Tags: Coronavirus | greta thunberg | vaccines | covid | who | coronavirus

Greta Thunberg Speaks Out Against Vaccine Inequality

Greta Thunberg Speaks Out Against Vaccine Inequality
Swedish climate activist Greta Thunberg is pictured during a "Fridays for Future" protest in front of the Swedish Parliament Riksdagen in Stockholm on October 9, 2020. (Jonathan Nackstrand/AFP via Getty)

By    |   Tuesday, 20 April 2021 04:59 PM

Climate activist Greta Thunberg this week criticized rich countries for buying the majority of the world’s Covid-19 vaccine doses and allowing poorer countries to go without doses, The Guardian reports.

Thunberg, whose charitable foundation recently donated more than $100,000 to the World Health Organization Foundation to help buy vaccines for poor countries, said in a statement that “the international community must do more to address the tragedy that is vaccine inequity. We have the means at our disposal to correct the great imbalance that exists around the world today in the fight against Covid-19.”

“Just as with the climate crisis, we must help those who are the most vulnerable first. That is why I am supporting WHO, Gavi and all involved in the COVAX initiative, which I believe offers the best path forward to ensure true vaccine equity and a way out of the pandemic,” she added.

During a press conference for the WHO on Monday, Thunberg said even though the vaccines were created in “record time,” as many as one-in-four people in high-income nations have been vaccinated, while just one in 500 residents of countries that are middle- or lower-income. 

“It is completely unethical that high-income countries are now vaccinating young and healthy people if that happens at the expense of people in risk groups and on the frontlines in low- and middle-income countries,” she said.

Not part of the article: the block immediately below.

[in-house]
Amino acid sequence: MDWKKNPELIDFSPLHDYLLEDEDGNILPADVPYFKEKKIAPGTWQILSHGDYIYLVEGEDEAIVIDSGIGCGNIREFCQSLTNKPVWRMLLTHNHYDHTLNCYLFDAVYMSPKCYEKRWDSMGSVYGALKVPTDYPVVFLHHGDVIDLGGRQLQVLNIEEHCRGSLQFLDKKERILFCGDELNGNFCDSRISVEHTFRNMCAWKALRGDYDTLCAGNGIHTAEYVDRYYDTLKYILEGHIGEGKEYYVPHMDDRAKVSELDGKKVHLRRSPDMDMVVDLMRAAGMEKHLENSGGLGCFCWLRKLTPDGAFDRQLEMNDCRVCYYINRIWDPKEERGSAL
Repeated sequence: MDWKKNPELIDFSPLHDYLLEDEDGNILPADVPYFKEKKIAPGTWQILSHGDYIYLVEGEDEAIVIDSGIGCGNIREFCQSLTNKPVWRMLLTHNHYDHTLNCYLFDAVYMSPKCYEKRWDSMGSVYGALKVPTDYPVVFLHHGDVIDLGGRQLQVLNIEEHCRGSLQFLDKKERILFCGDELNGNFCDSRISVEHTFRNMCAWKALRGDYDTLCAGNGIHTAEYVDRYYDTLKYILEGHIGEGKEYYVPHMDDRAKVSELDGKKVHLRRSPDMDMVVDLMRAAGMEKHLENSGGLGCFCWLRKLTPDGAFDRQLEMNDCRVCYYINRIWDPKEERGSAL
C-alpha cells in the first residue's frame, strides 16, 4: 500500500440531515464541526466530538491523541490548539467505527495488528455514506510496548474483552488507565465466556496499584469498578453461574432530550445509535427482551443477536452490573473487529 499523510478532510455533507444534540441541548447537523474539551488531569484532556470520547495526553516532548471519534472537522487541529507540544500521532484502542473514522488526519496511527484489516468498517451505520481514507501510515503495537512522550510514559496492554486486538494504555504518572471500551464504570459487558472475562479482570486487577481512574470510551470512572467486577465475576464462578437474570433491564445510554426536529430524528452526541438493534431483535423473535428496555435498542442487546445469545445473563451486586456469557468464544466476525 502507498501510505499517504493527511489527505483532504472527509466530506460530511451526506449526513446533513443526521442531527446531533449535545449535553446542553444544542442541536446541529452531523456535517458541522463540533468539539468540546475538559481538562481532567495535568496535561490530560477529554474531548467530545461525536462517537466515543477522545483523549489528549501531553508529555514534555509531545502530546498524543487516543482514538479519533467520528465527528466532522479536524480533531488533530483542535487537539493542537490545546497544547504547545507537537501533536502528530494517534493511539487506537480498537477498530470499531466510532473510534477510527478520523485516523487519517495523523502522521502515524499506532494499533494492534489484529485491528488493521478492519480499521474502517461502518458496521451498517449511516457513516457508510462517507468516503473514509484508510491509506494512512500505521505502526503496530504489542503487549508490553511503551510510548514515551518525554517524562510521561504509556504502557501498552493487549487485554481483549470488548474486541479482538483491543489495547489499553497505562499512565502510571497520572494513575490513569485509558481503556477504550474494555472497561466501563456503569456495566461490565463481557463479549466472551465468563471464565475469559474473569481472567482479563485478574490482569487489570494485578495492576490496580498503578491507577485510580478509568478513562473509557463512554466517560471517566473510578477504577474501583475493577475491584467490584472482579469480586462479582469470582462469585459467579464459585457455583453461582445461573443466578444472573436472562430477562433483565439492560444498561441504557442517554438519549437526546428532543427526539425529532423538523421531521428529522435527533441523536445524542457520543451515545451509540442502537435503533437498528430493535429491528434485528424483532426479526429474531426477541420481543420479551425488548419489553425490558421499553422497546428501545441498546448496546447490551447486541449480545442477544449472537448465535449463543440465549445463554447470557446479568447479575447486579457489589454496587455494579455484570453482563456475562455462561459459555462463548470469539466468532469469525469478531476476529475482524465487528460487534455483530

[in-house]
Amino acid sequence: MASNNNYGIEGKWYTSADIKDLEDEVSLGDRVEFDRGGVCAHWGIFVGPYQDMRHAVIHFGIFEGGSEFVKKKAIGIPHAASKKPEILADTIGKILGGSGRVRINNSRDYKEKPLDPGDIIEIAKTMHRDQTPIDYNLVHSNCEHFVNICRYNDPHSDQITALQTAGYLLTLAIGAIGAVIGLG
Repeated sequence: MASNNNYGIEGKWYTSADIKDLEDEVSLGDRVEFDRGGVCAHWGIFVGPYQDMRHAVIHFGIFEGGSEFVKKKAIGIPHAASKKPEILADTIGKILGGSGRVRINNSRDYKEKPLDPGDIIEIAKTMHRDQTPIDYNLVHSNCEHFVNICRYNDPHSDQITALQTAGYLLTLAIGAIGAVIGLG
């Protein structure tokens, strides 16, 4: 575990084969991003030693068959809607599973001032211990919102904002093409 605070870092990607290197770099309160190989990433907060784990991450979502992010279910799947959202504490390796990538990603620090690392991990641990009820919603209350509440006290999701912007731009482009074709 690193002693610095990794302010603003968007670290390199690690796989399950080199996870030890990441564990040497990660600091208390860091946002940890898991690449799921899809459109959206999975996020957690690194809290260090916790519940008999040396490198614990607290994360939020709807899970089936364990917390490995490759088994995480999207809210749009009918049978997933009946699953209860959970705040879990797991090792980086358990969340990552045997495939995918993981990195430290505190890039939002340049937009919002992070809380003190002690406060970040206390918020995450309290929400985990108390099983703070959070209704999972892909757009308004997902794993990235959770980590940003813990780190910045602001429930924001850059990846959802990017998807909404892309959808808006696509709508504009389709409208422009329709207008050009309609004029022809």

“This is a moral test, we talk today about showing solidarity and yet vaccine nationalism is what is running vaccine distribution,” she added.

“The international community, governments and vaccine developers must step up their game and address the tragedy that is vaccine inequity,” Thunberg continued. “Just with the climate crisis, those who are the most vulnerable need to be prioritized and global problems require global solutions.”

She said that people must “step up for one another.”

“We young people may be the ones who are least affected … by the virus in a direct way,” Thunberg said. “Of course, many young people fail to draw that connection.”

“Not all, but some,” she added.

WHO Director General Tedros Adhanom Ghebreyesus added that new COVID-19 cases worldwide have continued to rise for the eighth week in a row, while the number of deaths from the virus have risen for the fifth week in a row.

He also noted that adults age 25 to 59 have seen infection numbers “increasing at an alarming rate, possibly as a result of highly contagious variants and increased social mixing among younger adults.”

Tedros also praised Thunberg for speaking out about the issue.

“Greta Thunberg has inspired millions of people worldwide to take action to address the climate crisis, and her strong support of vaccine equity to fight the COVID-19 pandemic yet again demonstrates her commitment to making our world a healthier, safer and fairer place for all people,” he said.

“I urge the global community to follow Greta’s example and do what they can, in support of COVAX, to protect the world’s most vulnerable people from this pandemic.”

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GlobalTalk
Climate activist Greta Thunberg this week criticized rich countries for buying the majority of the world's Covid-19 vaccine doses and allowing poorer countries to go without doses, The Guardian reports.
greta thunberg, vaccines, covid, who, coronavirus
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2021-59-20
Tuesday, 20 April 2021 04:59 PM
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